GSA Annual Meeting in Denver, Colorado, USA - 2016

Paper No. 31-8
Presentation Time: 3:40 PM


SPILDE, Michael N.1, NORTHUP, Diana E.2, CAIMI, Nicole A.2, BOSTON, Penelope J.3, STONE, Frederick D.4 and SMITH, Stephen5, (1)Institute of Meteoritics, University of New Mexico, MSC03-2050, Albuquerque, NM 87131, (2)Biology Department, University of New Mexico, MSC03-2020, Albuquerque, NM 87131, (3)NASA Astrobiology Institute, NASA Ames Research Center, Moffett Field, CA 94035, (4)Natural Sciences Department, University of Hawaii at Hilo, Hilo, HI 96720, (5)Hawaii Speleological Survey, Hilo, HI 96720,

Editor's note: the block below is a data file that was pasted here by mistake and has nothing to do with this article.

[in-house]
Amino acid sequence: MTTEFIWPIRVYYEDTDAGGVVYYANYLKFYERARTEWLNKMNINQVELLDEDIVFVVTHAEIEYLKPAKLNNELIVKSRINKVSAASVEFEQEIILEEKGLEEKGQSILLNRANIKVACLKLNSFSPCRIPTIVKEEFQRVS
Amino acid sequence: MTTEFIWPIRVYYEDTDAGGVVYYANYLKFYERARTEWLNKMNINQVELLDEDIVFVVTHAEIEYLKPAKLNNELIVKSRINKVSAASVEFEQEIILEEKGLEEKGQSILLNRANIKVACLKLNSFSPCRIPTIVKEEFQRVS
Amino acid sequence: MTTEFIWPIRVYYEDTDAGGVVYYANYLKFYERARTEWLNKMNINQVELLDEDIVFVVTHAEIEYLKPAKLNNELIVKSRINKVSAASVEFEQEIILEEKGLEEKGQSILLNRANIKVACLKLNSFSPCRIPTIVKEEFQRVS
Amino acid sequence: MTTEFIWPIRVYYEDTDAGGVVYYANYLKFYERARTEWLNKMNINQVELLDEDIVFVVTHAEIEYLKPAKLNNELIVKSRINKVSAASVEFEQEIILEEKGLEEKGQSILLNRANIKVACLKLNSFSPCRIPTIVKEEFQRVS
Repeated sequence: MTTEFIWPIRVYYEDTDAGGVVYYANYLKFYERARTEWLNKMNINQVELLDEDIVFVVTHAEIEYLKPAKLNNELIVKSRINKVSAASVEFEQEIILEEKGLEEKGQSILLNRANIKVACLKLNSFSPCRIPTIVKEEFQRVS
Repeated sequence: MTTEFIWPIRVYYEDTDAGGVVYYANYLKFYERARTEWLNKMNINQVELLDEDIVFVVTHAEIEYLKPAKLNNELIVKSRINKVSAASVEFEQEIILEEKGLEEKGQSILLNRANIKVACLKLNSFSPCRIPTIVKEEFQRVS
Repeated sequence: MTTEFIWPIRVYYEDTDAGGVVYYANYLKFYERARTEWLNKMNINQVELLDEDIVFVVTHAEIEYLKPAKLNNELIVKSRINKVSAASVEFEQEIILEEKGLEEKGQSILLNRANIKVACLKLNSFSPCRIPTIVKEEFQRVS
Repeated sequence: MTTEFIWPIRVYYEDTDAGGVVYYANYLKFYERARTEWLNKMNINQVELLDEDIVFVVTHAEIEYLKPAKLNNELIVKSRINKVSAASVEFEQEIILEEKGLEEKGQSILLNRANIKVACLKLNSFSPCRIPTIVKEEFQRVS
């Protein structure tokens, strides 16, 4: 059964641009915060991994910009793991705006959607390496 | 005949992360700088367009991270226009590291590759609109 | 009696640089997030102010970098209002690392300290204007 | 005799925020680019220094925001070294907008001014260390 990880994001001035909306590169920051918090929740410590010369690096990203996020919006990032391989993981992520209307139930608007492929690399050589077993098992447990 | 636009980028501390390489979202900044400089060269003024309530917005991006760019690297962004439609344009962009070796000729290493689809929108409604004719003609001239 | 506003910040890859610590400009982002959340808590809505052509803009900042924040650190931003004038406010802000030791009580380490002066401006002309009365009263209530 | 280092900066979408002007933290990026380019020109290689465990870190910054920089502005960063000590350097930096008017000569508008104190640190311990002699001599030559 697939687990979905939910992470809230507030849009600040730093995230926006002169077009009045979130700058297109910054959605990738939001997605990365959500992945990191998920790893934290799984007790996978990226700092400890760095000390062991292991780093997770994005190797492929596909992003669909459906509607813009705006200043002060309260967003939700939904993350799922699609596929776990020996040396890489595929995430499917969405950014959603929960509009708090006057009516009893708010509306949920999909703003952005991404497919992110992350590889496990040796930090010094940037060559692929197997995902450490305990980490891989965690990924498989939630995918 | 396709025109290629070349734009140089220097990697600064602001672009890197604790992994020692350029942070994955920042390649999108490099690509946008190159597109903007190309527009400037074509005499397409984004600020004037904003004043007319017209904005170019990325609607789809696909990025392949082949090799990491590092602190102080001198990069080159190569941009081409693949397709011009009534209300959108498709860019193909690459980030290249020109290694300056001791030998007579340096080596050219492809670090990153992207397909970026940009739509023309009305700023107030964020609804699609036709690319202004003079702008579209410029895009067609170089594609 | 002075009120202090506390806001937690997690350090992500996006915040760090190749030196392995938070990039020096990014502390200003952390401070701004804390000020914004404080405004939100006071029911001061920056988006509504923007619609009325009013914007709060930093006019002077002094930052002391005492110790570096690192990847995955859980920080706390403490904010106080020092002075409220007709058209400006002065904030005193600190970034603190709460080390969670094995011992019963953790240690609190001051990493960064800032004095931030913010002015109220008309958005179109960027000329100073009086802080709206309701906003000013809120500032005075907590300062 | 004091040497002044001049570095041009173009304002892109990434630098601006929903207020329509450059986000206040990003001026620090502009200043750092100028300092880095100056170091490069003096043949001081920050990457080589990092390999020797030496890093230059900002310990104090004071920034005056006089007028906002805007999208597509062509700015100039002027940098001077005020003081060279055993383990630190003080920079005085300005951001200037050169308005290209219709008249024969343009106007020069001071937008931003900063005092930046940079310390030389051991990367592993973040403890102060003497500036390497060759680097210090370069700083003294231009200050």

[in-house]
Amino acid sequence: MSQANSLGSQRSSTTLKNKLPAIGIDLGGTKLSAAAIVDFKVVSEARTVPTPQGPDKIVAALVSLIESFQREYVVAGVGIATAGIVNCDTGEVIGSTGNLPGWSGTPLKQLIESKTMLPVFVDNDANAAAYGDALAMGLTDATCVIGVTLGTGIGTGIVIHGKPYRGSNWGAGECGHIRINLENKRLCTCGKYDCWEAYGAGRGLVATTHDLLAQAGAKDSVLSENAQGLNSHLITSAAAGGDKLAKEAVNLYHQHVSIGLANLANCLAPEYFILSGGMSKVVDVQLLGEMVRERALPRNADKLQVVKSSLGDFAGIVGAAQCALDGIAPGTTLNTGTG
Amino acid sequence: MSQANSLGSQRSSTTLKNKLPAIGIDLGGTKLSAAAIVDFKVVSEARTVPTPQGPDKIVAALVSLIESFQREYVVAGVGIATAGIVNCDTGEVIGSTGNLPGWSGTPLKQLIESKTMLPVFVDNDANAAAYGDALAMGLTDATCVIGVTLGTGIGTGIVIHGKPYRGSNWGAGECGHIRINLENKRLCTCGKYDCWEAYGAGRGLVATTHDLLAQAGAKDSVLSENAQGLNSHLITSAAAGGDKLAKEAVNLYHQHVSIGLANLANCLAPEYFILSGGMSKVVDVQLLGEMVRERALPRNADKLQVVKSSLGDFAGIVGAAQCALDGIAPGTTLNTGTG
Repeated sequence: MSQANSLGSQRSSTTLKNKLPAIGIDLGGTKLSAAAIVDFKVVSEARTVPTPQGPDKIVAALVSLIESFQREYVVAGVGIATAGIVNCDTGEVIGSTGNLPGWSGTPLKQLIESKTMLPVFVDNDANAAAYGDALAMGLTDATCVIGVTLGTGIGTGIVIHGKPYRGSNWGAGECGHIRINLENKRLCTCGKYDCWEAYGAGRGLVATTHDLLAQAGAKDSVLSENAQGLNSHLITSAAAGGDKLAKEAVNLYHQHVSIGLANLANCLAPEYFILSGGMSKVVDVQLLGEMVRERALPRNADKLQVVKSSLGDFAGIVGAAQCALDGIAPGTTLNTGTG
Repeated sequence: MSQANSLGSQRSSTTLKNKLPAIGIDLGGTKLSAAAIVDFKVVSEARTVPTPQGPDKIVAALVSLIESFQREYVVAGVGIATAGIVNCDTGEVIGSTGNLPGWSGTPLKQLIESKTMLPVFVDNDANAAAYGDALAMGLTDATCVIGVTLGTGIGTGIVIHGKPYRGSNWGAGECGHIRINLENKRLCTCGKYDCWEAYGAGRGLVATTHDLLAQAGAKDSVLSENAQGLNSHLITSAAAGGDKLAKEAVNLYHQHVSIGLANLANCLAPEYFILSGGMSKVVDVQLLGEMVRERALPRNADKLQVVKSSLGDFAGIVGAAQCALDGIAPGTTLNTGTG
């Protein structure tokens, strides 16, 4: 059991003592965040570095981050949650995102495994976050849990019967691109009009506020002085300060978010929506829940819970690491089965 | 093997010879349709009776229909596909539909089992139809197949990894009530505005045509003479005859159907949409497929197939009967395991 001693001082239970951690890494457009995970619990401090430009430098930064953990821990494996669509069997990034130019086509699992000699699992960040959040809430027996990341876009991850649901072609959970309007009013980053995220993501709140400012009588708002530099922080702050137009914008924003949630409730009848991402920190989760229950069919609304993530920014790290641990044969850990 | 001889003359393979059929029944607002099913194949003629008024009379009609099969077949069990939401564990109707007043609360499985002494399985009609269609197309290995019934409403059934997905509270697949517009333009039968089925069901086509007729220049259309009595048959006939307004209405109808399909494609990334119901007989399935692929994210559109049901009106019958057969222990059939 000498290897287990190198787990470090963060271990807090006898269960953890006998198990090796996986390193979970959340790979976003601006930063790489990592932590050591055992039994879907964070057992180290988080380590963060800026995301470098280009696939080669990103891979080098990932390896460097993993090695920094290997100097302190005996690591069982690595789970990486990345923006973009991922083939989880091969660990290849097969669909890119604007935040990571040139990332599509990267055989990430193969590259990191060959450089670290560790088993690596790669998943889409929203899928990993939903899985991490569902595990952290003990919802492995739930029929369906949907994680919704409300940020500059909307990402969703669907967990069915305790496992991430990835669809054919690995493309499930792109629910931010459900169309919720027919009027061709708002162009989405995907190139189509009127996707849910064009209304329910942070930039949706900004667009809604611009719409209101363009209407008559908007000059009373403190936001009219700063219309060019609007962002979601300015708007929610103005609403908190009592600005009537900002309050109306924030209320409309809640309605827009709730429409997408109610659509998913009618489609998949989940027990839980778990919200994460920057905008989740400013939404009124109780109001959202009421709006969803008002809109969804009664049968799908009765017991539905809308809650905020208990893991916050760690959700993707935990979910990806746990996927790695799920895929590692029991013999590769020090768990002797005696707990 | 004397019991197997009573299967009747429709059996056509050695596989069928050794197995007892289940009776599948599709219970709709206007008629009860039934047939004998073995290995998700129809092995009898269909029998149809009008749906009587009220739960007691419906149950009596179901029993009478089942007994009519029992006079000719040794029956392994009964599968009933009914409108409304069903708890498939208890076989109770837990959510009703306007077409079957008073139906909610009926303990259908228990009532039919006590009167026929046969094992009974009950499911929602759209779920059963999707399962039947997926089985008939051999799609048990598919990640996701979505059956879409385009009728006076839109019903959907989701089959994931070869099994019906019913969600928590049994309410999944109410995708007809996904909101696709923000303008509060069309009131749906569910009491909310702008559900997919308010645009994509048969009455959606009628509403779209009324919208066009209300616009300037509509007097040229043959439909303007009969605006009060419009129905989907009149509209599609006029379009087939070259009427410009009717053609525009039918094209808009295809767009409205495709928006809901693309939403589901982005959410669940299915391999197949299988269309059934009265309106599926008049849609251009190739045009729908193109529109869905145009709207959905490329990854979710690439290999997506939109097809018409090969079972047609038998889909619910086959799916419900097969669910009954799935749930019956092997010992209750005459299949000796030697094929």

Microbial mats are a prominent feature in many Hawaiian lava caves, but little research has been done on these communities. Since 2008, we have sampled the microbial communities in16 lava caves on the Big Island of Hawai`i to conduct scanning electron microscopy (SEM) analysis, cultivation, and DNA sequencing. These caves occurred in areas of Hawai`i that varied in rainfall from 47 to 400 cm per year and in flows that ranged in age from thousands of years to less than 100. Sampled communities included microbial mats of various colors from white to tan, yellow, and orange; white mats floating on puddles in the floor; butterscotch-colored organic ooze present in some caves on the walls or ceilings; and a blue-green lava stalactite from a single cave. We also sampled apparent microbial mineral deposits to determine whether deposits contained substantial microorganisms. SEM studies revealed diverse morphologies across the lava caves, with coccoid and filamentous shapes predominating in the microbial mats. The blue-green stalactite exhibited unusual reticulated filaments that have been observed in a few other caves in New Mexico and Germany. Culture media inoculated with microbial mat or mineral deposits on site in the lava caves revealed morphologies consistent with Actinobacteria, and many cultures demonstrated the presence of fugitive dyes that were aqueously soluble. DNA analysis revealed that the white wall microbial mats differed from the yellow, pink, and orange mats, which were similar to each other; Actinobacteria dominated the latter deposits. Overall, the sample types (mat versus mineral versus surface soil) demonstrated significant phylogenic differences, and little overlap between high and low precipitation regimes.